Another prominent black activist is attacking Mayor Richard M. Daley’s choice to run the Chicago Public Schools.
In a suit filed today in Cook County Circuit Court, one-time Harold Washington aide and 2007 Mayoral candidate William Dock Walls alleges Daley violated the city’s municipal code, when he appointed former CTA President Ron Huberman schools CEO.
Since Huberman’s appointment late last month, prominent black leaders, led by the Rev. Jesse Jackson and Circuit Court Clerk Dorothy Brown, have raised questions about the selection and how it came about.
Both Jackson and Brown have attacked the mayor for picking someone with few education credentials and, in the process, passing over a highly qualified, African-American woman, Chief Education Officer Barbara Eason-Watkins.
But Daley has staunchly defended his choice, arguing that only since he began tapping managers for the top job, and not career educators, has the system shown improvement.
The 1995 Chicago School Reform Act gives the mayor the sole power to appoint a CEO to run the public schools.
But Walls’ suit argues the mayor is also required to go to the Chicago City Council for approval.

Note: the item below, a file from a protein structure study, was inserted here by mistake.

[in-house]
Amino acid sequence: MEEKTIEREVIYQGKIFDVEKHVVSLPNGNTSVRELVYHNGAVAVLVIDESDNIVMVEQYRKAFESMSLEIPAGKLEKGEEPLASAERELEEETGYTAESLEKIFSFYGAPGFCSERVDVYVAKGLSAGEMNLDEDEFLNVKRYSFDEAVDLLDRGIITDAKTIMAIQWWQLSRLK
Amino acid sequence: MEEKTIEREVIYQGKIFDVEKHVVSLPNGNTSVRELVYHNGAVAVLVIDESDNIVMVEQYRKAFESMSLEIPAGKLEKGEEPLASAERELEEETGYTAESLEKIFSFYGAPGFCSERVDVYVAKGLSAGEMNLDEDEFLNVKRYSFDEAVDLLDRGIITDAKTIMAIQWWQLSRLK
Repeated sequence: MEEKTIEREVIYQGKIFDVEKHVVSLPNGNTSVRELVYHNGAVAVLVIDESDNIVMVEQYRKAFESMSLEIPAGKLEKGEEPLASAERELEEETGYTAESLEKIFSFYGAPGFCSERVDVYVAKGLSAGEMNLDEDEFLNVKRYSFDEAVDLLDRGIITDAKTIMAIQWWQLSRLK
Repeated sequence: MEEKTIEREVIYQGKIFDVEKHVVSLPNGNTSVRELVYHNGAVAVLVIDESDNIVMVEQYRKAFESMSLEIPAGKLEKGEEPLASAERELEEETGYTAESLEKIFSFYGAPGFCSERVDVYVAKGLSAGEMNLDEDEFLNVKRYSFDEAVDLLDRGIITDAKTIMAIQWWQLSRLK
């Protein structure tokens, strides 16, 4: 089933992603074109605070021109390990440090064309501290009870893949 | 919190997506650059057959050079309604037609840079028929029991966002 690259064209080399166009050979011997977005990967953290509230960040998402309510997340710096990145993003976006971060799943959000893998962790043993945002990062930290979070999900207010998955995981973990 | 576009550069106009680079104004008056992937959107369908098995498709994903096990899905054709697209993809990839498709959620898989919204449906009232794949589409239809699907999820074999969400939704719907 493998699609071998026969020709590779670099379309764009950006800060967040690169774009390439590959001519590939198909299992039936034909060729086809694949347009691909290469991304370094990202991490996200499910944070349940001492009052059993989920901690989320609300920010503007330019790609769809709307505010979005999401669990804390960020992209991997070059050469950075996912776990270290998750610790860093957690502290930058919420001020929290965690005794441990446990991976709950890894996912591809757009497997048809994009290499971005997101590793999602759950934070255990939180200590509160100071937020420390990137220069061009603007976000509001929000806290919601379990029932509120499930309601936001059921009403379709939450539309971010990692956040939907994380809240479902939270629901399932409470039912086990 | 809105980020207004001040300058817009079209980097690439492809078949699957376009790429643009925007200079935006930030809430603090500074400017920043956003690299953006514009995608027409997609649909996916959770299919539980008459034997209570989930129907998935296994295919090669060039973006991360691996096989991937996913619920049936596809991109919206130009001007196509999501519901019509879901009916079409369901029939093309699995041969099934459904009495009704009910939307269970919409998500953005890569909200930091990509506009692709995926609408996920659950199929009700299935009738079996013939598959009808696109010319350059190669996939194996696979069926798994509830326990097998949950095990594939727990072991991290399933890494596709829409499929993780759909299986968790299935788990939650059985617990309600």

“Whenever a vacancy shall occur in any office which by law he is empowered to fill,” the city’s Municipal Code reads, “the mayor shall, within 30 days after the occurrence of such vacancy, communicate to the city council the name of his appointee to such office.”
State law, the suit says, expressly gives the mayor the freedom to appoint people to the Board of Education without city council approval.
But the law, the brief goes on to argue, doesn’t come out and say the Mayor can leave the city council out of the CEO selection process.
A judge will have to sort through the semantics, as the court weighs whether to grant an injunction and put a hold on Ron Huberman’s brief tenure as schools CEO.